Israel-UK relations are better than ever, UK Ambassador Neil Wigan said on Wednesday.
Wigan spoke to The Jerusalem Post before he leaves Israel at the end of the month, after four years in his post.
Looking back at his time in Israel and comparing it to his posting as a diplomat in the Jewish state nearly 20 years ago, Wigan said the proportion of time spent on Palestinian-related matters versus other matters has been reversed. Now, his work is 80% unrelated to the conflict.
“It’s not the dominant thing in the way it used to be,” he said.
Rather, Israel’s thriving tech sector “shapes the way Israel feels about itself, changed Israel’s economy – I can see the 20-year economic boom and how Tel Aviv and the coastal strip changed because of that – and changed the way Israel is perceived internationally.”
“When prime ministers [Benjamin] Netanyahu and [Rishi] Sunak met in March, they said the relationship is the strongest it’s ever been,” he added. “Tech, science, the free trade agreement, commercial deals, Iran and security cooperation – there is real depth in a lot of those areas.”
In addition, Wigan said the members of the British government are “strongly interested in Israel.”
UK-Israel close cooperation on Iran
Cooperation between Israel and the UK on countering the Iranian threat is “really close,” he said. “We’re not under any illusions when it comes to Iran. They directly threatened attacks on British soil... We are taking it very seriously.”
Asked why the Foreign Office has not completed the process of proscribing the Islamic Revolutionary Guard Corps, Wigan responded that the UK “sanctioned 350 Iranian groups and individuals, the whole of the IRGC and many of its leaders.”
Wigan said the UK is “vividly aware of the sunset clauses” in the 2015 Iran nuclear deal, to which London is a signatory. In accordance with those clauses, UN sanctions on Iranian ballistic missiles are set to be lifted in October of this year.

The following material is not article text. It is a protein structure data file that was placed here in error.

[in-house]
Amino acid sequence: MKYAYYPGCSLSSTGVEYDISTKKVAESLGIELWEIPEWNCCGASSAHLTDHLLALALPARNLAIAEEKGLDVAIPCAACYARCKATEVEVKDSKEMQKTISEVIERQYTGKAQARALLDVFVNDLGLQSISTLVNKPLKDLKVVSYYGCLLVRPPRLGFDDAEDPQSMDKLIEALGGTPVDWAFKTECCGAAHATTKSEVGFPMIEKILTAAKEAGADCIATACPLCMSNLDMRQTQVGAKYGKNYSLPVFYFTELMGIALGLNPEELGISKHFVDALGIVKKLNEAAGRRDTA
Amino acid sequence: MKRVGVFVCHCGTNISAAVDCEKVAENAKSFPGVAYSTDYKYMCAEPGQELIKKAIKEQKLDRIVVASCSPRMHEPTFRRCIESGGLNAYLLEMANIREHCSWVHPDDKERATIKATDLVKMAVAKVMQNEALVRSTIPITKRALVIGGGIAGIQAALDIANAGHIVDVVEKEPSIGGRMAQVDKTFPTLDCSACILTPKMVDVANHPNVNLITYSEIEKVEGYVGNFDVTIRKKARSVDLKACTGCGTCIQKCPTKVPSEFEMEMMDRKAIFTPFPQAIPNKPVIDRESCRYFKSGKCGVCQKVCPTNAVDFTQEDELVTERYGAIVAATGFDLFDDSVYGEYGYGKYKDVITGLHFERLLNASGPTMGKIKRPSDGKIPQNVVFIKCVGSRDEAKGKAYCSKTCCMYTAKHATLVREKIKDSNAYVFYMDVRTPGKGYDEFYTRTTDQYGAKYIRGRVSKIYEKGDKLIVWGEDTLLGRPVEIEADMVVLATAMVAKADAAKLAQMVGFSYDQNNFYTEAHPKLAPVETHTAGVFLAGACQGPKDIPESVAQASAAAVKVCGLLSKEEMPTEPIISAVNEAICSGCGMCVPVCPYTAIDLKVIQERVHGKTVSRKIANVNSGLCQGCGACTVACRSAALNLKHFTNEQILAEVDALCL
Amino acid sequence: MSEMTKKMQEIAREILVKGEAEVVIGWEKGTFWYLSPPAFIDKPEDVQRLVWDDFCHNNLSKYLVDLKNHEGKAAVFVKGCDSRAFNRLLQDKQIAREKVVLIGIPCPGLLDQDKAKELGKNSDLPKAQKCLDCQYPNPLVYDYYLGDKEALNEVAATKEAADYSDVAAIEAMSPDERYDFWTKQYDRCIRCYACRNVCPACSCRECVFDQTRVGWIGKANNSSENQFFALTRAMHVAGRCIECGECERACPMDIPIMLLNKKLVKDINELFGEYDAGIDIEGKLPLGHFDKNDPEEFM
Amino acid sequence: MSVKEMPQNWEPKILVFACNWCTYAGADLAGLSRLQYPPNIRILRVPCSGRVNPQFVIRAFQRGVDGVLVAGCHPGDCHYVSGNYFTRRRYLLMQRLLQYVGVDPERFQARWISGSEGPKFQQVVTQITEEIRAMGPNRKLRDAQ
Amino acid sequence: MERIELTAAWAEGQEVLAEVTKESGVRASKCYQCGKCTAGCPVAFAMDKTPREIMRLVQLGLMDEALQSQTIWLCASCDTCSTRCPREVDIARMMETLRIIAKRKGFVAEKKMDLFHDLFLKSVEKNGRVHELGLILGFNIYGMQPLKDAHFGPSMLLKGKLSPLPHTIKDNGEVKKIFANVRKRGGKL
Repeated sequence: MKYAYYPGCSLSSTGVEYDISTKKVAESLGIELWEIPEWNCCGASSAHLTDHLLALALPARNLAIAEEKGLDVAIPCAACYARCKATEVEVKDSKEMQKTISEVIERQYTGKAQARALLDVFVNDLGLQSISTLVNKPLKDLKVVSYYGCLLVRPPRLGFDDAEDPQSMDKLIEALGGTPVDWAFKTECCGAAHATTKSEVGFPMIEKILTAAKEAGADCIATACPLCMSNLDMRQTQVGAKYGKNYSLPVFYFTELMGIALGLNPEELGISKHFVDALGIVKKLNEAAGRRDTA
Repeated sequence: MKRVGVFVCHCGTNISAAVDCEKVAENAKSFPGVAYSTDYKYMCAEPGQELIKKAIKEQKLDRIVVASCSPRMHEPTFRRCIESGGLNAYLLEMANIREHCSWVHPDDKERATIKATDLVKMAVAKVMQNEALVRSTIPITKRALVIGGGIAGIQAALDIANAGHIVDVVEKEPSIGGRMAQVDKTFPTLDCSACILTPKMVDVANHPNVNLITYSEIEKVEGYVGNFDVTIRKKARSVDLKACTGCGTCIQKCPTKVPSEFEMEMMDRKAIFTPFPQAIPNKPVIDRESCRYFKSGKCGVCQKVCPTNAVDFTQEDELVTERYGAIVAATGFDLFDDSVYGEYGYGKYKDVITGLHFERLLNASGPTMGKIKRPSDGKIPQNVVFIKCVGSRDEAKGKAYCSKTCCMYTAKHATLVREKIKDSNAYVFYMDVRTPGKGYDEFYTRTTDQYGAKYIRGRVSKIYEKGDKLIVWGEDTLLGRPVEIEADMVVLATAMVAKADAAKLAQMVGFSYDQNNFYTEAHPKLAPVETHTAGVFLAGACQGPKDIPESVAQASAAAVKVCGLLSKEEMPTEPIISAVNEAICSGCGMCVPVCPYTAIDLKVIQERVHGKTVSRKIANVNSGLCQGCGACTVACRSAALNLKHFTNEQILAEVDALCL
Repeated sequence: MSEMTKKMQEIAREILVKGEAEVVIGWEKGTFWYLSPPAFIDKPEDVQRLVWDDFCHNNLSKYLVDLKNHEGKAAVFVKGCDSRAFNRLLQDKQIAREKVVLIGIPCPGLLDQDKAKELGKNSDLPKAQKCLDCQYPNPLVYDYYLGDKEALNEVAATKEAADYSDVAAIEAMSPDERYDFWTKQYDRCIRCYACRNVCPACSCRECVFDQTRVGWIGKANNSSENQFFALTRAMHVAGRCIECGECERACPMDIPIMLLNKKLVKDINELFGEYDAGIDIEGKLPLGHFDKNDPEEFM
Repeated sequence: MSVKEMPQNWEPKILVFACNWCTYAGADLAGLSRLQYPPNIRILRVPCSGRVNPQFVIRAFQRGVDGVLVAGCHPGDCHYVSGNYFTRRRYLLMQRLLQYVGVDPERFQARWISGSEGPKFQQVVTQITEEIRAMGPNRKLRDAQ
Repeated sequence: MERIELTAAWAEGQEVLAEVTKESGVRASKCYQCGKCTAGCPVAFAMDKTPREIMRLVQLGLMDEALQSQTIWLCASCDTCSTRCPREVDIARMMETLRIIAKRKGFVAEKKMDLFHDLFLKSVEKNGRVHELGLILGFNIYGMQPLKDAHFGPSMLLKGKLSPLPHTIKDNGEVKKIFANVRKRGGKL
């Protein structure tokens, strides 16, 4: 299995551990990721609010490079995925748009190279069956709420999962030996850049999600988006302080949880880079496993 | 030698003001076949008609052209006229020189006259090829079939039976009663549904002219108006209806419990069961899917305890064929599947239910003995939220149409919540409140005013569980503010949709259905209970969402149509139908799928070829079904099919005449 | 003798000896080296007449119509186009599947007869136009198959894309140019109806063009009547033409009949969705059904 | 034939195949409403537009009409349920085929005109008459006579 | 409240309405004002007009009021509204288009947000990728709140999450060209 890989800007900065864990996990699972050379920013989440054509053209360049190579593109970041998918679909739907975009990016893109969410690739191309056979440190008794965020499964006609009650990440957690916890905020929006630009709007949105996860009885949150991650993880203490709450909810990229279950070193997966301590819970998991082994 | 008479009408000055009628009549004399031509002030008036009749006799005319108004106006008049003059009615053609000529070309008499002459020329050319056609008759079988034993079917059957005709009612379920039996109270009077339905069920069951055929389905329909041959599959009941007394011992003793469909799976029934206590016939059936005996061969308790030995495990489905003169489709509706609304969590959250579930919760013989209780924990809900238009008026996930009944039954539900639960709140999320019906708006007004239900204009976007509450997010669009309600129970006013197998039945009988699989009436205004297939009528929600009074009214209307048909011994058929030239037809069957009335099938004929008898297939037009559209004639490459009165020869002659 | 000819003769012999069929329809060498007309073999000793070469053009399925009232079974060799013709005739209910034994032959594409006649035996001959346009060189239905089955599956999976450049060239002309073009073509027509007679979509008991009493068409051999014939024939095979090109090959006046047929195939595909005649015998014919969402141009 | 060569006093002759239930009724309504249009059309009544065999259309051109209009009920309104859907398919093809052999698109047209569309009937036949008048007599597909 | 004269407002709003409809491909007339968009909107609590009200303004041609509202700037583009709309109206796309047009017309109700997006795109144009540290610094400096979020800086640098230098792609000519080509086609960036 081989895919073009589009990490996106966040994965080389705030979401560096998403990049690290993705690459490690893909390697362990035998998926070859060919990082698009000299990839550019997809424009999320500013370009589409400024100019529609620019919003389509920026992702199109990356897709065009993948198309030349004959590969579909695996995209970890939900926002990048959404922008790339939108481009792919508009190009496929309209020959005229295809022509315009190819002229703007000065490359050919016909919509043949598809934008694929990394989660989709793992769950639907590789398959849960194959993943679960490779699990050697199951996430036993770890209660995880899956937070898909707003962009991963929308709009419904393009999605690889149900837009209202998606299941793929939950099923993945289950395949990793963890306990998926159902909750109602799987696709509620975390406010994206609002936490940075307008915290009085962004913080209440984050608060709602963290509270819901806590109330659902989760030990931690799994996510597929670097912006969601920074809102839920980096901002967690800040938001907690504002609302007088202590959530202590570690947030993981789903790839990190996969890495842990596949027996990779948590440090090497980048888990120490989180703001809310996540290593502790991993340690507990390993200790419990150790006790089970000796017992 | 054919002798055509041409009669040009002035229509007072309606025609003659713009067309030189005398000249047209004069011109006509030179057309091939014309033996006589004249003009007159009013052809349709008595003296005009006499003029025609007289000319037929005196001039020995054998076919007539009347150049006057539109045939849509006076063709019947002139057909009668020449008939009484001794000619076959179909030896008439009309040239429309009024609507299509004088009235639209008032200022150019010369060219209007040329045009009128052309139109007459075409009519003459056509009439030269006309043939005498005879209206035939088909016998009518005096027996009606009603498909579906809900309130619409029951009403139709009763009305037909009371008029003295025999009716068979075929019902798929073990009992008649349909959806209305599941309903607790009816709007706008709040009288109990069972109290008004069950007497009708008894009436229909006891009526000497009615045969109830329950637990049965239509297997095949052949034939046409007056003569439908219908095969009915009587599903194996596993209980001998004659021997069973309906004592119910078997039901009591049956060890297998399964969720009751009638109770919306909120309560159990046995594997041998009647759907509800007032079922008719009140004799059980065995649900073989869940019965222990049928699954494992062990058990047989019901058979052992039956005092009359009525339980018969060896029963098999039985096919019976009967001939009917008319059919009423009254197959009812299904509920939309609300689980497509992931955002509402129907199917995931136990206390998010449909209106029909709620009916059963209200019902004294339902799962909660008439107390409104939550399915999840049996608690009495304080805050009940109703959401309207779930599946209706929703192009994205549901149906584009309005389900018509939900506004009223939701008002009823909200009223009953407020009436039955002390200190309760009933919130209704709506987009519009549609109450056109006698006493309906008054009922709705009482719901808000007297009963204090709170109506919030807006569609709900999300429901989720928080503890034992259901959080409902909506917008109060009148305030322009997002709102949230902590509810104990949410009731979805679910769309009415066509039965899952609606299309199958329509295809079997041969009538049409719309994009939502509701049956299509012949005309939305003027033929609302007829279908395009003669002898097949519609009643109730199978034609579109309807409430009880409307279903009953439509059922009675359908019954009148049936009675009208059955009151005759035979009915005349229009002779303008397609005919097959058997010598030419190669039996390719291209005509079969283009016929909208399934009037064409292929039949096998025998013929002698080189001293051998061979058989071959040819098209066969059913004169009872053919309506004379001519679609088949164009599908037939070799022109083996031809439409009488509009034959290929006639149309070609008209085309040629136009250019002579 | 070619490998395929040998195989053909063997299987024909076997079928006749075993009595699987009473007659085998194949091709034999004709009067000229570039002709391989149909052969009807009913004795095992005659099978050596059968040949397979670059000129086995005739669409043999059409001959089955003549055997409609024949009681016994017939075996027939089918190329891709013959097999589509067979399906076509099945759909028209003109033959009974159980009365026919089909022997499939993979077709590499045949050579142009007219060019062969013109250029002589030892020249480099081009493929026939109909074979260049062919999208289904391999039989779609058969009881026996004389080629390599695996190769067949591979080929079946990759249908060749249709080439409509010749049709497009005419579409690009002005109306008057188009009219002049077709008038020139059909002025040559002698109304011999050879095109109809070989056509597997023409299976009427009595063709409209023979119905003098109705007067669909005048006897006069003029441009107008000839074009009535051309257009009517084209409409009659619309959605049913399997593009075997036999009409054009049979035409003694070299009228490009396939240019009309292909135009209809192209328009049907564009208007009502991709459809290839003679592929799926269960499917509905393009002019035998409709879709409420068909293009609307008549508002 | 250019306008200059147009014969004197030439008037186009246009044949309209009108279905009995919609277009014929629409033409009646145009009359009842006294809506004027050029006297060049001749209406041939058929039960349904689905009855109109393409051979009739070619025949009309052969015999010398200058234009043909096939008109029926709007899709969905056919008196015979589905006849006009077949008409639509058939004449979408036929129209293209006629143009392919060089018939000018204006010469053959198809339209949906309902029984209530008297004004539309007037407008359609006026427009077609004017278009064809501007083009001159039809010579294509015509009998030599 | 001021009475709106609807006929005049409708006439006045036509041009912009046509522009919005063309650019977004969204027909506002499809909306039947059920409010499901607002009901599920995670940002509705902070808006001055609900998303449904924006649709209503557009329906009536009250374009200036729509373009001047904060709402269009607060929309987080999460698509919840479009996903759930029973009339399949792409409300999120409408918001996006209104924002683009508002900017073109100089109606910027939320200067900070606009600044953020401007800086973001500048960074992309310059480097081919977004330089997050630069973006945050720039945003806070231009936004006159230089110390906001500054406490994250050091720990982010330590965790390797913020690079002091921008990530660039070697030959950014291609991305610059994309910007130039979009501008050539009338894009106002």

That deal includes “snapback sanctions,” which state that, if Iran violates the agreement, any of the signatories can individually trigger the return of all pre-2015 UN sanctions on Iran’s nuclear and other weapons programs, without it being vetoed by the others.
“If Iran goes too far then we would look at snapback. We looked at it pretty hard in the past,” Wigan stated.
Concern about Israeli settlements
Wigan said the UK is “very concerned” about Israeli construction in the West Bank.
“We have always viewed settlements as illegal under international law and have always been against settlement expansion,” he said.
Wigan also said it is unlikely that the UK will move its embassy to Jerusalem in the near future, and that Sunak said as much.
“We always said we would do it when we thought it would have the maximum positive effect on the peace process, and I don’t think that moment is now,” he stated.
Wigan noted that there was enthusiasm in Jerusalem about the UK leaving the EU and that Brexit, as it is known, has helped advance a better free trade agreement with Israel.
“The EU agreement was from 1995, so the word ‘Internet’ doesn’t appear in it, while there is a lot about European olive oil exports to Israel,” he quipped. “Now, we’re negotiating a free trade agreement with a focus on innovation, technology and digital services.”
Wigan commented on a bill targeting the anti-Israel BDS movement that passed a vote in Parliament earlier this week.
“Some public bodies encouraged BDS, or boycotts particularly, and the British government has made clear that foreign policy is the job of the British government and individual entities should not be engaged in it,” he said. “Boycotts, in some cases, inflamed community tensions in ways the government disagrees with and wants to put an end to it.”
Asked about the free speech ramifications of preventing local governments from boycotting, Wigan said “the government is deeply committed to free speech, including on campuses. People should be free to speak about Israel on campuses. There was huge support of the British government for [Israeli Ambassador to the UK Tzipi] Hotovely’s right and anybody else’s to speak on campus.”
However, the BDS bill “is about measures taken, not speech. The principle that individual bodies should not have their own foreign policy is very key.”
In addition, Wigan said “criticism of Israel is legitimate, but when it moves to antisemitism, it is a problem.”
Amid reports that King Charles may visit Israel soon, Wigan expressed hope that it would happen.
“I am sure he would like to come back [to Israel], but when that will happen, I don’t know,” he said.
“The king came here in February 2020 when he was still the prince,” Wigan said. He took part in a major Holocaust memorial ceremony at Yad Vashem.
King Charles has “a strong personal connection with the Holy Land. His grandmother is buried on the Mount of Olives and in the coronation in London, he was anointed with oil from the Mount of Olives,” he added.